Event: single


Wednesday, May 07, 2008

Collecting Images [07]

From a Judaica Collection in Munich
Mai 7, 2008 through September 7, 2008

In the penultimate exhibition of the series “Collecting Images”, the Jewish Museum of Munich presents an impressive private collection that includes exhibits devoted to ritual Jewish objects. Some of the issues broached in this exhibition are the variety of approaches to collecting, starting a collection, regional collecting, the shift from a functional religious object to an item in a display case, as well as some puzzling questions raised by a few of the items.
In 1878, when for the first time in history a private collection of Jewish ritual objects was put on display for public viewing, a student named David Kaufmann (1852-99), who would later become a professor in Budapest, noted in his diary, “This is culture’s victory over religious ritual.” Whether or not one wishes to go that far, the birth of Judaica collections as such does mark a paradigm shift brought about by mounting secularization. Ritual objects were no longer restricted to being religious tools, but were also seen as artistic artifacts which allow one to identify more closely with Jewish History and Tradition.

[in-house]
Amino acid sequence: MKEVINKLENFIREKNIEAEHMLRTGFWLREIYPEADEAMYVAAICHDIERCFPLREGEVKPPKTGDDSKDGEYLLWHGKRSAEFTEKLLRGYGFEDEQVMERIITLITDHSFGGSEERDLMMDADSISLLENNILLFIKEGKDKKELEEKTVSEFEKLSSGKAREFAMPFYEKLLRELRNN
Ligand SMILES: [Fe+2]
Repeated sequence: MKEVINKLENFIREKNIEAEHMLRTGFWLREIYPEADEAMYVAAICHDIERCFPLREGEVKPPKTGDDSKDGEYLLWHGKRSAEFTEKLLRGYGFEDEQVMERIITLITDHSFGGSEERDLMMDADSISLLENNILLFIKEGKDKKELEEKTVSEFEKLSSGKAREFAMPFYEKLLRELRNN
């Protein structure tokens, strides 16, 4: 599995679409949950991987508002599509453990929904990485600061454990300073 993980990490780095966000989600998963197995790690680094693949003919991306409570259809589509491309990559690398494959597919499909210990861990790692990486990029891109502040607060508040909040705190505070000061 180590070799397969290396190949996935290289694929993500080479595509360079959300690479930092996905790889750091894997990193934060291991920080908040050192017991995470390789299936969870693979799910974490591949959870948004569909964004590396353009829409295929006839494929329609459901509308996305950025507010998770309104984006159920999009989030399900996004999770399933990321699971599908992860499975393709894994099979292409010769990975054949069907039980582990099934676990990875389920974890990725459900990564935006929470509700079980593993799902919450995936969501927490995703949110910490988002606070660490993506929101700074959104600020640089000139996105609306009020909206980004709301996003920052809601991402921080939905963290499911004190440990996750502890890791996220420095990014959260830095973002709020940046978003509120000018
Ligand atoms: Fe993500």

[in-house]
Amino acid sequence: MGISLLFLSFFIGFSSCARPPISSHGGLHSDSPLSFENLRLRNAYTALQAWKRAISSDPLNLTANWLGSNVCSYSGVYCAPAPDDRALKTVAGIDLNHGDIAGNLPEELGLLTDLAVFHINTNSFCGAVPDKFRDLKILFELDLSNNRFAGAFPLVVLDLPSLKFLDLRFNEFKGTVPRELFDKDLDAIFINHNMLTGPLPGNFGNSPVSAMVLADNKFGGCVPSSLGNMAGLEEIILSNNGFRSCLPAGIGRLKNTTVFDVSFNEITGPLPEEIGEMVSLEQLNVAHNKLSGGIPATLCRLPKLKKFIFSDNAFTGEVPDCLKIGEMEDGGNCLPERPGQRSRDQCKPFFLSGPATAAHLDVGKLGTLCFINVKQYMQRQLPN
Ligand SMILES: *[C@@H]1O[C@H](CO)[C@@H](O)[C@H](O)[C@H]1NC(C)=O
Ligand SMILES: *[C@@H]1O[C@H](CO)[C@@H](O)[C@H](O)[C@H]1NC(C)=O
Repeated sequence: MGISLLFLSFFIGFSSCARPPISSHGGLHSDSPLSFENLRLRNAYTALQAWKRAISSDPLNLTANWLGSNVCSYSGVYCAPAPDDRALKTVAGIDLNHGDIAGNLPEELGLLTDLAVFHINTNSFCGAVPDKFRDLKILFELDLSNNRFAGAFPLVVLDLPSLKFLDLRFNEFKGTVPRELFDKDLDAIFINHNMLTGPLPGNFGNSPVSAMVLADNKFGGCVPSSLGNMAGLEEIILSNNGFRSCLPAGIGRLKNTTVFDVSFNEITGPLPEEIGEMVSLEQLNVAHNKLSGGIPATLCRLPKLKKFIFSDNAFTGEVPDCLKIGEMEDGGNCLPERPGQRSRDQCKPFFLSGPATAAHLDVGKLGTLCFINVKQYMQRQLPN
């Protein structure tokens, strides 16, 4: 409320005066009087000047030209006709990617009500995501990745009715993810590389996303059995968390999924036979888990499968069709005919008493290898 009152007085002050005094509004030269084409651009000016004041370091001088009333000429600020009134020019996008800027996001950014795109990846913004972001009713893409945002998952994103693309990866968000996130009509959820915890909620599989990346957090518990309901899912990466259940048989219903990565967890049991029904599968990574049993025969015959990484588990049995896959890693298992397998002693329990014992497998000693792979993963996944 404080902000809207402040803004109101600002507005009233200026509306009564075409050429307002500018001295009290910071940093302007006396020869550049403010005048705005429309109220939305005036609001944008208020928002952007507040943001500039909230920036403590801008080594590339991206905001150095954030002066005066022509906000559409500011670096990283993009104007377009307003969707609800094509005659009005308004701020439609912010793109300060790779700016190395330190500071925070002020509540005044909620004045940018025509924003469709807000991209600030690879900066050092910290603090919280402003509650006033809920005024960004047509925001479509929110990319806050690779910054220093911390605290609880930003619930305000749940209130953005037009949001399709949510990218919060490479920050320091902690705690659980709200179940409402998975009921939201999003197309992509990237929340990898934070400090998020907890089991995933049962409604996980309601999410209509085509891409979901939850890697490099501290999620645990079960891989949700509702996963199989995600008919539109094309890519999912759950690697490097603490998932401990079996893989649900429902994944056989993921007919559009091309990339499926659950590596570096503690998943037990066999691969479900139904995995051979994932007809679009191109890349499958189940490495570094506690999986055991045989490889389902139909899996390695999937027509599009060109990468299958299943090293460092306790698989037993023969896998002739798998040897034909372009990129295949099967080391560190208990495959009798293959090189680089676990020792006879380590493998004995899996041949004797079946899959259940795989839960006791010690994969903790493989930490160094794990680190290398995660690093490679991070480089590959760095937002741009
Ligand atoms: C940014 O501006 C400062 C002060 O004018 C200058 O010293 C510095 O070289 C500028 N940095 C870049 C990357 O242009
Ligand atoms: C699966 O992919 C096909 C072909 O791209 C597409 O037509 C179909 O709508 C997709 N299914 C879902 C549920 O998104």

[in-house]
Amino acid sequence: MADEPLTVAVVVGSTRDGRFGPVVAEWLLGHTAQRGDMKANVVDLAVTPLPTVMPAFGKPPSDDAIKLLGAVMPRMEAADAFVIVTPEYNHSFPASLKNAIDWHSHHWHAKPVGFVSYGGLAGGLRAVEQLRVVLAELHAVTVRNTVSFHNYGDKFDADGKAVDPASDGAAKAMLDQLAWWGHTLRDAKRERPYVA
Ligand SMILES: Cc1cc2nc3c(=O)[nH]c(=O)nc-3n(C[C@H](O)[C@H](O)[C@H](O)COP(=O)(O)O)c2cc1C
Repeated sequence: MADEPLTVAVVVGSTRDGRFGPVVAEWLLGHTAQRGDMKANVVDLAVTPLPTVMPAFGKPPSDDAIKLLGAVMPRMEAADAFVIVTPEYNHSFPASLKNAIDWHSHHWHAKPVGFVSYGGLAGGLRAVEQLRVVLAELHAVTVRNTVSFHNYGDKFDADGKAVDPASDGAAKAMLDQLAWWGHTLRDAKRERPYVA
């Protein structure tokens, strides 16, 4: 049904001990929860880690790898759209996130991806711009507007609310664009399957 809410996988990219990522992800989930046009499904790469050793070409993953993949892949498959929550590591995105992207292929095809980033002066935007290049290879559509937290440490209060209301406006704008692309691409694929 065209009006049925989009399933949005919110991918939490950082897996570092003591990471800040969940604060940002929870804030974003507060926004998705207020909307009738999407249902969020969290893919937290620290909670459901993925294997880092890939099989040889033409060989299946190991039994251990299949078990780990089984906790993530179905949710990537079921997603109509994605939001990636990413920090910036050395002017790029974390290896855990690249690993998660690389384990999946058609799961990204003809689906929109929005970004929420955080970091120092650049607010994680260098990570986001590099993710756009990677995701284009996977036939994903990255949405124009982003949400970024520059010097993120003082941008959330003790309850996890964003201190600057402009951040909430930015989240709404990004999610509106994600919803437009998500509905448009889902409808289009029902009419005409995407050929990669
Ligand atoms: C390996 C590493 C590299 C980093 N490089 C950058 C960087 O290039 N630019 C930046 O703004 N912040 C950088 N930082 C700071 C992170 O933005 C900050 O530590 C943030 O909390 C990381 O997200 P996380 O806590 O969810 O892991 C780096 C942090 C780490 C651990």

Since the Shoah, many collectors have also regarded Judaica as a means of preserving the memory, not only of religious life prior to 1933, but also of destruction, exile, and annihilation. Collecting is thus also a way to save the few remaining vestiges left behind by six million murdered Jews.
Today distinguished Judaica collections can be found predominantly in the US and Israel. The items on display here are from a private collection in Munich—one of the few such collections in Germany—and due to its breadth and quality, this collection may well be considered to be among the most significant. The focus on objects from Eastern Europe and southern Germany reflects the history of the collector and his family, who were originally from Poland and who survived persecution in the Soviet Union before settling in Munich after 1945.

Curator: Bernhard Purin